Interview with Martin Gren, inventor of the network camera
|Gren (right), the inventor of the network camera, and the co-founder of Axis communications and North American general manager, Fredrik Nilsson, toast with champagne and cupcakes at ASIS in Orlando.|
Nine Questions With Martin Gren, the Network Camera’s Inventor
In September of 1996, Axis Communications, Chelmsford, Mass., launched the world’s first IP camera at a tradeshow in the United States. Fast forward to 2011, where at ASIS in Orlando, Fla., Axis took the opportunity to celebrate the 15th anniversary of the invention of the first network camera with attendees. Cupcakes, a champagne toast, speeches, and Martin-Gren-autographed AXIS M1011 network cameras all were part of the program.
Before the show, SDM had the chance to interview Gren, the inventor of the network camera, and the co-founder of Axis Communications in 1984 with Mikael Karlsson and Keith Bloodworth. Gren shared some of the lesser-known details of the journey to the first network camera.
SDM: What made you decide to start working on a network camera?
GREN: When Axis was founded in the mid-‘80s, we specialized in IBM printing. As the business of mainframes started to decline, we saw that our little company couldn’t live on just one technology for too long. So while the print server business ran quite well for more than 10 years, the Axis culture became one of exploring new ventures for products that “made your network smarter.” In this open technology atmosphere, we launched products like TCP/IP print servers and networked optical storage — which the now North American general manager Fredrik Nilsson actually wrote manuals for back then.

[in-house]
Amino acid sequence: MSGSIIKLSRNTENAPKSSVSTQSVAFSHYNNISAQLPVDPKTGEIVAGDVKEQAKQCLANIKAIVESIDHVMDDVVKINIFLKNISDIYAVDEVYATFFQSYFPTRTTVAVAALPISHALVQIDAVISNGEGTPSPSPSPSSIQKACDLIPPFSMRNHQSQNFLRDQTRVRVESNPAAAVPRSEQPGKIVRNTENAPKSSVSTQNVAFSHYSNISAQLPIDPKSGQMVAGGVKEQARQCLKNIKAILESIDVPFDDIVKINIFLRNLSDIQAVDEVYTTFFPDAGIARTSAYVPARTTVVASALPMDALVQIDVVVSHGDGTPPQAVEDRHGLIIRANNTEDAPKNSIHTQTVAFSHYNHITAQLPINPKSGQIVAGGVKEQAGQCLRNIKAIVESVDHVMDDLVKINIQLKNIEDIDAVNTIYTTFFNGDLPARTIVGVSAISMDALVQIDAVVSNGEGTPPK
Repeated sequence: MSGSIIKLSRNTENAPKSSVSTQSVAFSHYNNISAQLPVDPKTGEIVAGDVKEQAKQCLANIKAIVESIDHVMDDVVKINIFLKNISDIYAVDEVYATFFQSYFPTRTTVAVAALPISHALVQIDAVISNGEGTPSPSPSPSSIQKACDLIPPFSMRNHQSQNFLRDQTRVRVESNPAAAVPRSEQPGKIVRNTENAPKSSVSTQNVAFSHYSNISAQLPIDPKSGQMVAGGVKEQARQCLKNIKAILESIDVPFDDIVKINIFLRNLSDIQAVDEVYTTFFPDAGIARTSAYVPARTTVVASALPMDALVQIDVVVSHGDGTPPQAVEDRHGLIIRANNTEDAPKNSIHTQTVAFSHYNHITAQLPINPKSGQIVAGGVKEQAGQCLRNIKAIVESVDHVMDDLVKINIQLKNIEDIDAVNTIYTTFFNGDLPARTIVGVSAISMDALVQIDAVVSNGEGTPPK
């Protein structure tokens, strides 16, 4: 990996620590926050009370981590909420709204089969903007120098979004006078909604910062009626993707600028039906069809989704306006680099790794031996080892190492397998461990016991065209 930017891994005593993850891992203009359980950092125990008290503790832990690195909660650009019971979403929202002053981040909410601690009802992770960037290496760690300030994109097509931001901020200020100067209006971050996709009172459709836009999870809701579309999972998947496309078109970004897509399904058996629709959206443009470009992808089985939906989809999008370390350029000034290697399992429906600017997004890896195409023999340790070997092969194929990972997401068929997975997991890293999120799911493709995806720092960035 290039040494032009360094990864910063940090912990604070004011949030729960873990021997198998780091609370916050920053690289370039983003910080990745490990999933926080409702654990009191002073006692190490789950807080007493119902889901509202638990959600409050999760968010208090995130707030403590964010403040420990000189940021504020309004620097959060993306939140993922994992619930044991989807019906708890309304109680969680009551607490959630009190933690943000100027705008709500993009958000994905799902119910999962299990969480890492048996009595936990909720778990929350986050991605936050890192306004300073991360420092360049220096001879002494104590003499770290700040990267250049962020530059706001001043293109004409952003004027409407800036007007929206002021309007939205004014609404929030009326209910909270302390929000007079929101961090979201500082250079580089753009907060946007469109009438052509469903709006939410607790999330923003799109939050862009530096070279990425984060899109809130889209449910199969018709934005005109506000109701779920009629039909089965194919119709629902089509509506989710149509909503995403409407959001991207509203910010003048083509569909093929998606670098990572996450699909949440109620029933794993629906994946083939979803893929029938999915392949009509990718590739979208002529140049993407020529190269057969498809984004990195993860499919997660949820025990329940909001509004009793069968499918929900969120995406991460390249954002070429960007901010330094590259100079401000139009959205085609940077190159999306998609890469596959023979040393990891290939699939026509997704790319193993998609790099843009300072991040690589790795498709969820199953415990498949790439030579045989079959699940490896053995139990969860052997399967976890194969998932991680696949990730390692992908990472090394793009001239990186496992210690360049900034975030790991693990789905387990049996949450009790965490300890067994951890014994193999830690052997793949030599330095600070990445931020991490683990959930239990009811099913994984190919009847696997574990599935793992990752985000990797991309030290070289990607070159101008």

In the early ‘90s while on a business trip in Tokyo, I met a customer with an inventory of unsellable analog cameras and he asked if we could network-attach them. I thought it was a cool idea (and funny enough still a common problem today).
Coincidentally, one of our engineers named Carl-Axel Alm (who is still with Axis today) had been working on a network video conference system. When I got back from Tokyo and saw what he was working on, I said, “Let’s scrap the use of it as a video conference system. I do not believe in that market and it does not fit the Axis way of doing business. But your hardware is great for creating a network camera, so let’s do that instead.”
We all agreed and, many student master theses later, the world’s first network camera was launched in 1996!
SDM: What events surrounding the journey — from the first idea to the final product — still stick with you today and why?
GREN: We had the idea of the first network cameras just before the dotcom boom and before anyone outside of network engineers knew what the World Wide Web was. Thanks to our innovative culture, Axis was quite early having Internet email in 1988. So when we developed the first models of the network camera, it was based on various semi-open standards. These were a nightmare to install on our PCs (this was pre Windows 95).
After many trials on creating a software driver, we finally came up with the idea of using a Web browser as the viewer for the camera. This realization immediately changed our direction and led us to make the camera a Web-server with live pictures — much inspired by the MIT Trojan Room coffee pot camera.
Looking back at the original network camera, there are many things still in common with today’s cameras. The camera is still a Web-server and has a GUI (graphical user interface). We had an API (application programming interface) that we later named VAPIX 1.0, which was an easy-to-use HTTP-based interface.
SDM: Was there ever a time you didn’t think it would work?